B&G Report: Ignored Reports, Government-Bought iPods and Auditing Auditors
All the public-sector management news you need to know.
Data is the foundation of a wide range of analysis that’s important to cities, counties and states. But beware when the data are self-reported. Here’s an example:
Apparently when the National Survey on Drug Use and Health (NSDUH) puts together its annual paper about frequency of drug use, the data is self-reported. This seems to work pretty well when it comes to marijuana. But, according to a recent study by the RAND Corporation, respondents are far less likely to tell the truth when self-reporting about their use of other drugs, notably heroin.
"Estimates from the 2010 NSDUH suggest there were only about 60,000 daily and near-daily heroin users in the United States," RAND drug policy researchers Beau Kilmer and Jonathan Caulkins wrote in a USA Today editorial. "The real number is closer to 1 million."
We were lucky enough to be involved in the revision of New York City’s Mayor’s Management Report. This document, full of a remarkable amount of information about the city’s successes and failures in various policy areas, has had its better years insofar as the quality of the reporting. This time around, those involved made a concerted effort to make the report as useful as possible.
The sad news is that the city doesn’t seem to have gone out of its way to publicize the report. We can’t find any press releases online, and the only local press coverage we found was a piece in the New York Daily News. Perhaps there was something more, but if we couldn’t find much about the report, we doubt it got much attention among policymakers.
This may have something to do with the fact that the report was done during the last days of the Bloomberg administration and issued in the early days of the new mayoral administration. So maybe it just slipped between the cracks. Let’s see what happens next time.
It’s been a little while since we’ve added to our “Manager’s Reading List.” But Candice Millard’s excellent book about the assassinated President James Garfield, Destiny of the Republic, is perfect for the B&G Report.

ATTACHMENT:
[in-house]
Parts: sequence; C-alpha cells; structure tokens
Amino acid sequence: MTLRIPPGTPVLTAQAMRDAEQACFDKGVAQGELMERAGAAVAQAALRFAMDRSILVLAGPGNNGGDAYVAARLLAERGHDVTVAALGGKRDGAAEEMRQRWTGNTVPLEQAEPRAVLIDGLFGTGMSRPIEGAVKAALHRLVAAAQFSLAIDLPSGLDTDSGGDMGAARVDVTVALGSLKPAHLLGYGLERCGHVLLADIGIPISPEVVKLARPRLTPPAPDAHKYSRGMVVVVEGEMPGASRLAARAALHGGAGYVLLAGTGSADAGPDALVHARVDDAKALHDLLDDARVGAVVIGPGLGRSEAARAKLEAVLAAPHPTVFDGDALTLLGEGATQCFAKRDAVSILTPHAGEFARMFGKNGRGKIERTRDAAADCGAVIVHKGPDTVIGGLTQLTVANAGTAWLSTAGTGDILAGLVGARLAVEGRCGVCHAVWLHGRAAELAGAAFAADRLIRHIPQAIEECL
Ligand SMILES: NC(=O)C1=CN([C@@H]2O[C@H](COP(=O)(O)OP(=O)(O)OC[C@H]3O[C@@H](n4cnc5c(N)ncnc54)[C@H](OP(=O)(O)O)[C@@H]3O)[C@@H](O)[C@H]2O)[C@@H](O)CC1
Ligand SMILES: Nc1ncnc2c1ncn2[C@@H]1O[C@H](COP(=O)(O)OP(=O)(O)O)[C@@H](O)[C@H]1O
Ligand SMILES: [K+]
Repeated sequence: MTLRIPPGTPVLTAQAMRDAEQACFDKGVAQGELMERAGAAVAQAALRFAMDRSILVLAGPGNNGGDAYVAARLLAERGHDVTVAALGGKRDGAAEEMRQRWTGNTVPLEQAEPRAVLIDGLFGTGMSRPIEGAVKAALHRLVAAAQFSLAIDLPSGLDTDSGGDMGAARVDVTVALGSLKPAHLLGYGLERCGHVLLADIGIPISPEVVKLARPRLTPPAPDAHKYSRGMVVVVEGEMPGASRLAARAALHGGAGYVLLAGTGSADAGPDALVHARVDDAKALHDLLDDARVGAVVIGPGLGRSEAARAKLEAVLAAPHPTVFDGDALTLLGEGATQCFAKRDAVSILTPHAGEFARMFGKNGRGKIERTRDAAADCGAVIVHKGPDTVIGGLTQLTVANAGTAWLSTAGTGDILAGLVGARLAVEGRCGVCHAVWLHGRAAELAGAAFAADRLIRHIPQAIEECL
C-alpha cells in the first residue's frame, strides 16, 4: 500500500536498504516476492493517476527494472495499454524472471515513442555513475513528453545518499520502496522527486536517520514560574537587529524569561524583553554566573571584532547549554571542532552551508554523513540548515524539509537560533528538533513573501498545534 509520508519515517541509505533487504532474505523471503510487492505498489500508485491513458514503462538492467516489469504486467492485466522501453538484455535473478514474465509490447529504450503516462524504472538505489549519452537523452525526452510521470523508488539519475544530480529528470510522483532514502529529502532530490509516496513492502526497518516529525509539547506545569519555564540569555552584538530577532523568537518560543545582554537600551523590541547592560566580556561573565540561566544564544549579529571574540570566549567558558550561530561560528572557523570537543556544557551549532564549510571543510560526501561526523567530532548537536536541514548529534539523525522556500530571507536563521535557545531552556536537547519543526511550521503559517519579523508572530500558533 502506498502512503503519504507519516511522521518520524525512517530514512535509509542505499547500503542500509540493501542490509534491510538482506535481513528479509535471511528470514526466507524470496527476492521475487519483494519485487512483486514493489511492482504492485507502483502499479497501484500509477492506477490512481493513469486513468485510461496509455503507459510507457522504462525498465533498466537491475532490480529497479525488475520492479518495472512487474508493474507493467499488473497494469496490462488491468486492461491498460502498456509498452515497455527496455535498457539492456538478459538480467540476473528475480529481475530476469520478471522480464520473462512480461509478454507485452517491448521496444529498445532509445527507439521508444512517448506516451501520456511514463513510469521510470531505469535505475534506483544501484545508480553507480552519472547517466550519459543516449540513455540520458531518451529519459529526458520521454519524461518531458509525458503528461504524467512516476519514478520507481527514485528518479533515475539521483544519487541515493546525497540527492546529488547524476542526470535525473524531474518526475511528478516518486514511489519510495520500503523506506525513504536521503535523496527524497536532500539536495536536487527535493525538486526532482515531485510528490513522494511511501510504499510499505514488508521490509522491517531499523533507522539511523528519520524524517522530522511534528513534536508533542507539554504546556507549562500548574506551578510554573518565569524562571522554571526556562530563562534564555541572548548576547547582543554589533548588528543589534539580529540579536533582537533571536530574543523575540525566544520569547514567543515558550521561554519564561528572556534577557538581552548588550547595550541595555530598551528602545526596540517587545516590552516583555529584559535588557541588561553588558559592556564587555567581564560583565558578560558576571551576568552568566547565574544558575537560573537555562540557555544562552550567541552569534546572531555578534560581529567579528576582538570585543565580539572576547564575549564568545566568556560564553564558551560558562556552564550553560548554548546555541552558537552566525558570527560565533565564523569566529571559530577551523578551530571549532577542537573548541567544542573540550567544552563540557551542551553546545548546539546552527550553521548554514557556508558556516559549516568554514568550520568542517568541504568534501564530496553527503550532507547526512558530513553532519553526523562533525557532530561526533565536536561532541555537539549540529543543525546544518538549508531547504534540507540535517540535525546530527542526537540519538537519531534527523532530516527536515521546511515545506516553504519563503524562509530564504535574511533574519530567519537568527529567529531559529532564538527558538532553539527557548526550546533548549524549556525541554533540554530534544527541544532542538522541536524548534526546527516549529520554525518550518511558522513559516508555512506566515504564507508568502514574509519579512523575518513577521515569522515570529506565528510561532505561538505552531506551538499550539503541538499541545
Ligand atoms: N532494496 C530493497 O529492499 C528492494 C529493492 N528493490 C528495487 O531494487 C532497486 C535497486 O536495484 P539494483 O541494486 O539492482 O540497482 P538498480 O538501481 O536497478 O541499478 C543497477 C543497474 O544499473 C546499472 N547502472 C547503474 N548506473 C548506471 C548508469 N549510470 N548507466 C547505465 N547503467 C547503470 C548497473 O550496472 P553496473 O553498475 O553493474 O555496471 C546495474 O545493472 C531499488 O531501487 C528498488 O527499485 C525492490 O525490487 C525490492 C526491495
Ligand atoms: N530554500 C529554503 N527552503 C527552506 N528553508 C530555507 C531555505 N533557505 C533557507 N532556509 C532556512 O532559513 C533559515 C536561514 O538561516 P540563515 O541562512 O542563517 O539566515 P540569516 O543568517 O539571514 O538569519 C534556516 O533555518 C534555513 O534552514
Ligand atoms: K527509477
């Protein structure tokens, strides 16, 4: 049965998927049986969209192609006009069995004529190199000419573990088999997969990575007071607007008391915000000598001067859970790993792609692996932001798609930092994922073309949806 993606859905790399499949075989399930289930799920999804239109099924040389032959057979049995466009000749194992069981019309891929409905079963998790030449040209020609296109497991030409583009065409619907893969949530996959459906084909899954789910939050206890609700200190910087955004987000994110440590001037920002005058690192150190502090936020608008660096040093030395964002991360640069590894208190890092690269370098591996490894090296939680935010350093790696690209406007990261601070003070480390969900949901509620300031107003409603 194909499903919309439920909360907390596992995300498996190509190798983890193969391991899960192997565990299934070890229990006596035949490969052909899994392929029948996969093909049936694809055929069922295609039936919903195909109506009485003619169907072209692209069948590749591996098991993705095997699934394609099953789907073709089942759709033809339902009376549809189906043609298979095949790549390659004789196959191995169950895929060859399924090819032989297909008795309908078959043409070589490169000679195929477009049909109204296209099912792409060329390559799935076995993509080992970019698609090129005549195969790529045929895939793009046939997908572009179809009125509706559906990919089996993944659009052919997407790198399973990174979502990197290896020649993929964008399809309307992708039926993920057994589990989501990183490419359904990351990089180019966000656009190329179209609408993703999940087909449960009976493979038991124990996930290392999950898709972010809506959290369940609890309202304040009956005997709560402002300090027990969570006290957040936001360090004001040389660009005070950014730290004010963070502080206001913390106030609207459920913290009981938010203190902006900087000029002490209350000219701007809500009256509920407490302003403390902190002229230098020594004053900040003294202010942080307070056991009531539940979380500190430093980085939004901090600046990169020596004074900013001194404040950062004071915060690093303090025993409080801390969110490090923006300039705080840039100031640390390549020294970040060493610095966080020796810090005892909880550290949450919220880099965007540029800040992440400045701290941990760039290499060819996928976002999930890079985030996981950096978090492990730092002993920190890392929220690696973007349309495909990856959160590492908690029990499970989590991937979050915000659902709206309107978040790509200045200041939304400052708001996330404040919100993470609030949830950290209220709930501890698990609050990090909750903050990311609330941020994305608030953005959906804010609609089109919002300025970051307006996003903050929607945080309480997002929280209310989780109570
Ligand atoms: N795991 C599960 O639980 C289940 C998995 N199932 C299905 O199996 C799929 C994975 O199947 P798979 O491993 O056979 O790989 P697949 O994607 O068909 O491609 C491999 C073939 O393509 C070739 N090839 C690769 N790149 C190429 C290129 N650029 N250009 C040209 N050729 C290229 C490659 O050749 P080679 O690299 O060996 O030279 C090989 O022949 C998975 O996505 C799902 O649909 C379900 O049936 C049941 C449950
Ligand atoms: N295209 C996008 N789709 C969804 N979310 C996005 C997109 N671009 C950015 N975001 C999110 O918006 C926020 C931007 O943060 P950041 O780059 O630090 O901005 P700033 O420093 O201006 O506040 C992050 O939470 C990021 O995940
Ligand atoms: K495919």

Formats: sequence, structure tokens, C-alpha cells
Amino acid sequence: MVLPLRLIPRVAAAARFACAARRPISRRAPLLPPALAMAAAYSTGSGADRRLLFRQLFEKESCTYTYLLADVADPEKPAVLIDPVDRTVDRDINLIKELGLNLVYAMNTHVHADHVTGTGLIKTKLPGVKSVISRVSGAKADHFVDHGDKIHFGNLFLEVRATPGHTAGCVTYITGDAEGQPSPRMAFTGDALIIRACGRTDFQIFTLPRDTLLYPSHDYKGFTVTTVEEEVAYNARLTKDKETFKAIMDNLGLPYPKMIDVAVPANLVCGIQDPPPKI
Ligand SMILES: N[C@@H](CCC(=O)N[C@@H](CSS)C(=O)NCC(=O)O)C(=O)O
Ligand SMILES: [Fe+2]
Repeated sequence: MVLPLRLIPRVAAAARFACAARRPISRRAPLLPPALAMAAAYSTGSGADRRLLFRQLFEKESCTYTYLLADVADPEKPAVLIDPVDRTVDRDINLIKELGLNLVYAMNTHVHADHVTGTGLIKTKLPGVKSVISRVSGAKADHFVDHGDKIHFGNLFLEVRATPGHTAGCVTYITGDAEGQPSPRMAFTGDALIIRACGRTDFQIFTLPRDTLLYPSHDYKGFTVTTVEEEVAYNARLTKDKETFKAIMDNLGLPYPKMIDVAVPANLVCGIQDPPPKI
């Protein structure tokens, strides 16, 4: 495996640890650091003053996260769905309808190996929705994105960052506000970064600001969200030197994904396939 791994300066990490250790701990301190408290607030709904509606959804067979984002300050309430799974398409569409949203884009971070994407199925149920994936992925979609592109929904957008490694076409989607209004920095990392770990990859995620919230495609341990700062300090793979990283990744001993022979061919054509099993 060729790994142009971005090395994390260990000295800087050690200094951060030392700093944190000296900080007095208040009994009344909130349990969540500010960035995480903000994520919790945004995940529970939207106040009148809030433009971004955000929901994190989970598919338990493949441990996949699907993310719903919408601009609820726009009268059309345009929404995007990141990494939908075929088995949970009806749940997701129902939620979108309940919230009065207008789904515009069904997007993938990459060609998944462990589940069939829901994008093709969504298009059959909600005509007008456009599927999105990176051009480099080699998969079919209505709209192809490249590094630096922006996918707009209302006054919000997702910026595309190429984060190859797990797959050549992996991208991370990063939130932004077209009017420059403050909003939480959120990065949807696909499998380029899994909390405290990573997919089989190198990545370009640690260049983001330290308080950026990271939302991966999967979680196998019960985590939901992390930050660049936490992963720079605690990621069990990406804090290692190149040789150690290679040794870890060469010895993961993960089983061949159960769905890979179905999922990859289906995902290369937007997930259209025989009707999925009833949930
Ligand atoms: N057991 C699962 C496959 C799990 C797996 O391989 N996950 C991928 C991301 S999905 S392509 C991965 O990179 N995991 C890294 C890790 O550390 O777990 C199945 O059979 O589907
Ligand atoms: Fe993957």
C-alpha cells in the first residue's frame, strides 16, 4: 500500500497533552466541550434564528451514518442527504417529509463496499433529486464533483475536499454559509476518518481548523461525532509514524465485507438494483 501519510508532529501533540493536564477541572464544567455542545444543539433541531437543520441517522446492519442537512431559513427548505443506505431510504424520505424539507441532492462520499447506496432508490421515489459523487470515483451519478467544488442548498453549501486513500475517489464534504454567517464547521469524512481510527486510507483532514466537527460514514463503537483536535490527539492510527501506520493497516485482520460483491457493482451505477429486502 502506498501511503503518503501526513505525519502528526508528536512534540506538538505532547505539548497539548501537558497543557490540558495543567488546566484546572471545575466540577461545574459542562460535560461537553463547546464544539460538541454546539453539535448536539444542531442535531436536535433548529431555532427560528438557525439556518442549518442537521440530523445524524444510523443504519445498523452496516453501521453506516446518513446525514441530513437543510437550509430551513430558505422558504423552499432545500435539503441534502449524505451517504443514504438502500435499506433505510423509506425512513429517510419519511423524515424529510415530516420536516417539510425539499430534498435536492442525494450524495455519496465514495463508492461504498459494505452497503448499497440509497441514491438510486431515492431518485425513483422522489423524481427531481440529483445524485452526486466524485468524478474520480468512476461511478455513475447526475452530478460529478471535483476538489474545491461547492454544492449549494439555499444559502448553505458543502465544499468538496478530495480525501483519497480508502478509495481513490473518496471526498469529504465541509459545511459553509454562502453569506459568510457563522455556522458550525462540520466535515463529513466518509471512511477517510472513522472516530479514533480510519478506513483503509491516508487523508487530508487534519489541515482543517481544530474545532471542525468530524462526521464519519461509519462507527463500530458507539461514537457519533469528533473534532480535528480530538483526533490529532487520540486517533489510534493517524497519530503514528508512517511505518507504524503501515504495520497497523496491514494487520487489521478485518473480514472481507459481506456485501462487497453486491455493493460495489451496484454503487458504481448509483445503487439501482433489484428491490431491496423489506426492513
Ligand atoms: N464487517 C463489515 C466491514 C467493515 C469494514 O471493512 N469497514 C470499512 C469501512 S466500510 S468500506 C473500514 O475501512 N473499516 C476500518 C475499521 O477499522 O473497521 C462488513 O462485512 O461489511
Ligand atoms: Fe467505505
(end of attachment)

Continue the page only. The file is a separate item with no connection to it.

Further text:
Over the last 25 years, we’ve heard more than a little bit of grousing about too-rigid civil service systems. But this quick read provides an excellent reminder of how important a rational, bureaucratic civil service has been to the nation, given the patronage systems that were in place before. This chilling tale of the shooting of the 20th president of the United States paints a vivid portrait of a world of patronage that existed in the 1880s. The assassin, Charles Guiteau, was an emotionally disturbed office-seeker and his victim was, by all accounts, a much loved family man and wonderful leader who had the potential to be a great president. (The parallel tale of the disastrous medical care Garfield received is pretty chilling as well.)
By the way, we’re open to hearing book recommendations for readers. Let us know if you’ve come across something that you think we should share with others.
In late 2012, the state of Virginia plunged into a $1.4 billion public-private highway project. Now, according to an article in the Richmond Times-Dispatch, work was shut down “amid concerns over costs, management oversight and environmental permitting.” The state has already spent some $300 million on the project, and apparently work won’t pick up until contractors obtain environmental approvals from the U.S. Army Corps of Engineers.
This is hardly an unusual event. In fact, we sometimes highlight huge projects that are actually completed on-time and on-budget -- that’s newsworthy to us. But notwithstanding this somewhat depressing notion, we wanted to repeat a question posed by S. Chris Jones, head of the Virginia House of Delegates’ appropriations committee. Jones asked: “How can you spend close to $300 million of the taxpayers’ money on a project where you don’t even have a shovel of dirt turned, no right of way purchased and don’t have a permit in hand?” We’d love to see a good answer to that one.
How hard is it to get voters to approve additional taxes in California? The state’s Legislative Analyst’s Office (LAO) did a study recently and came up with several interesting discoveries. One that really stood out for us was this: Voter approval has been much easier to win when measures are on local ballots instead of statewide ballots. Some 68 percent passed in local-only elections, while only 58 percent of statewide ballot initiatives passed.